Beloved Manager Willed Bombers To First World Championship In 18 Years With One Gutsy Decision After Another

By Steve Silverman
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The 1996 World Series did not start out well for Joe Torre and the New York Yankees.

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The Atlanta Braves were the defending champions, and they were brimming with confidence as they strode into Yankee Stadium for the first two games.

The Braves entered the series riding a wave after taking out the Los Angeles Dodgers in three straight games before rallying from a 3-1 deficit to defeat the St. Louis Cardinals for the NL pennant. They had a three-headed monster of a pitching rotation that featured Greg Maddux, Tom Glavine and John Smoltz. All three would end up in the Hall of Fame.

Torre and the Yankees were coming off a pair of one-sided series victories over the Texas Rangers (four games) and the Baltimore Orioles (five) to earn their spot in the Fall Classic. However, Torre didn’t feel especially comfortable about his team going into those first two games. The Yankees had been off since Oct. 13, and Torre could tell his team would not be sharp for Game 1, which took place seven days later.

Torre’s fears played out as the Braves laid a humiliating 12-1 beatdown on the Yankees that left the fans and owner George Steinbrenner in a panic state.

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Steinbrenner paid a visit to Torre in the manager’s office and explained that Game 2 was a “must” for the Yankees. Torre certainly understood how volatile the Boss could be, but he was not about to tell him something that would merely calm his nerves.

Instead, Torre let Steinbrenner know that he was aware of how important Game 2 was, but that the Yankees just might lose it.

“I didn’t like the way we were playing and I knew the long layoff had not been good for us,” Torre explained recently during an exclusive interview with “Besides, Maddux was pitching Game 2 for the Braves and it was clear we would have to be at our best to beat him.”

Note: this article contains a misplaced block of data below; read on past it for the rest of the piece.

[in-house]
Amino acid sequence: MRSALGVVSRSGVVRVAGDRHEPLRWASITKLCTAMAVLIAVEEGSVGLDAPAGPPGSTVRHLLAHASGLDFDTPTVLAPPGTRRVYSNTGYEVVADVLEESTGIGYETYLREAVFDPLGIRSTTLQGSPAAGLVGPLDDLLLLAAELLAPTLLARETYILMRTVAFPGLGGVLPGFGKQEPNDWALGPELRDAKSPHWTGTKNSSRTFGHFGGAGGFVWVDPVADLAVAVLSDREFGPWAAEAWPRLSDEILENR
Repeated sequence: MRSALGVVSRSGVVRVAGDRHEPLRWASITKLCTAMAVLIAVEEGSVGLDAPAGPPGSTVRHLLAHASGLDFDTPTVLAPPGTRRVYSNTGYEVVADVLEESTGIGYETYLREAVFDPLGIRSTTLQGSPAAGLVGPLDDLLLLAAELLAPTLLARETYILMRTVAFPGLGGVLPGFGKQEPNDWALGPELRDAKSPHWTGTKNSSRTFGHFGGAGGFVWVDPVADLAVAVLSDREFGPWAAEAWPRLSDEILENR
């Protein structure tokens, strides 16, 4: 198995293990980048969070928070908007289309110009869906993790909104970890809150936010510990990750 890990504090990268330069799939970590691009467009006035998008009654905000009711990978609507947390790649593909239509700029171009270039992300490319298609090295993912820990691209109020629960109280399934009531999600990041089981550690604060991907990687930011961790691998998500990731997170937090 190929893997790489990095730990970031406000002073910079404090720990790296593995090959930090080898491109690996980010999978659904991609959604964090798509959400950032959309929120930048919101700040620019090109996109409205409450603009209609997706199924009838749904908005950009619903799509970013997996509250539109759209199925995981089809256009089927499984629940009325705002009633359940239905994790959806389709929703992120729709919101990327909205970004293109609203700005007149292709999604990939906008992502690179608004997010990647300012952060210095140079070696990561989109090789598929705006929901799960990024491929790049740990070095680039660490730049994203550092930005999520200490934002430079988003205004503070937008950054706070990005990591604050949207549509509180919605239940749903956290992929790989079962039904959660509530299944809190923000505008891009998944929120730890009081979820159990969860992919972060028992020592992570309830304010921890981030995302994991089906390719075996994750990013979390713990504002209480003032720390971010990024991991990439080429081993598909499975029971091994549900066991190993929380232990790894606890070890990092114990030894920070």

Torre then calmed his owner the only way he knew how.

“I told George that we might lose Game 2, but there was nothing to worry about. We would go down to Atlanta and take care of business because Atlanta was my town,” Torre said. “He looked at me like I was crazy, but he didn’t say anything else. So I was able to go about the business of preparing for the game.”

Joe Torre -- 1996 Yankees

Yankees owner George Steinbrenner and manager Joe Torre celebrate after Game 6 of the World Series against the Atlanta Braves on Oct. 26, 1996, at Yankee Stadium. (Photo by Al Bello/Getty Images)

As Torre predicted, Maddux was masterful in Atlanta’s 4-0 win. The Yankees looked completely lost.

Steinbrenner and the fans certainly viewed the World Series as a matter of life and death. The Yankees hadn’t been in one since 1981 — a six-game loss to the Dodgers — and they hadn’t won it all since 1978.

But it wasn’t life or death to Torre, who knew what the true battles in life were all about. Torre’s younger brother, Rocco, had died earlier in 1996, and his older brother, Frank, was awaiting a heart transplant. That was what truly mattered.

Additionally, Torre had been in baseball his whole life and had never been to the World Series as a player or manager. So, in his mind, he had already accomplished something great merely by getting to the last series of the season.